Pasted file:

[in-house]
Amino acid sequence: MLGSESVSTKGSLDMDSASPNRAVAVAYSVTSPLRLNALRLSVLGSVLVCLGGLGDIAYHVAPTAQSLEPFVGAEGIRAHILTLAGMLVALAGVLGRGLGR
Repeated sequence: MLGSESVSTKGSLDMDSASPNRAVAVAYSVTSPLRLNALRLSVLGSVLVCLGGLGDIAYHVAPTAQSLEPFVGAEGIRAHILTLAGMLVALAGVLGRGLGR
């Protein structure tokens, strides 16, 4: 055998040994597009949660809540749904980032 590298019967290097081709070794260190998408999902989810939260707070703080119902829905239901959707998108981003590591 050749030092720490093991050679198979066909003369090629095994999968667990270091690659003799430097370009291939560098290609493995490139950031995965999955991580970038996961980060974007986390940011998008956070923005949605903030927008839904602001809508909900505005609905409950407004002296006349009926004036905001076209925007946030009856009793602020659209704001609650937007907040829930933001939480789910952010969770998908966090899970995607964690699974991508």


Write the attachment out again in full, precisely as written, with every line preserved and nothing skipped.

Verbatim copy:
[in-house]
Amino acid sequence: MLGSESVSTKGSLDMDSASPNRAVAVAYSVTSPLRLNALRLSVLGSVLVCLGGLGDIAYHVAPTAQSLEPFVGAEGIRAHILTLAGMLVALAGVLGRGLGR
Repeated sequence: MLGSESVSTKGSLDMDSASPNRAVAVAYSVTSPLRLNALRLSVLGSVLVCLGGLGDIAYHVAPTAQSLEPFVGAEGIRAHILTLAGMLVALAGVLGRGLGR
């Protein structure tokens, strides 16, 4: 055998040994597009949660809540749904980032 590298019967290097081709070794260190998408999902989810939260707070703080119902829905239901959707998108981003590591 050749030092720490093991050679198979066909003369090629095994999968667990270091690659003799430097370009291939560098290609493995490139950031995965999955991580970038996961980060974007986390940011998008956070923005949605903030927008839904602001809508909900505005609905409950407004002296006349009926004036905001076209925007946030009856009793602020659209704001609650937007907040829930933001939480789910952010969770998908966090899970995607964690699974991508």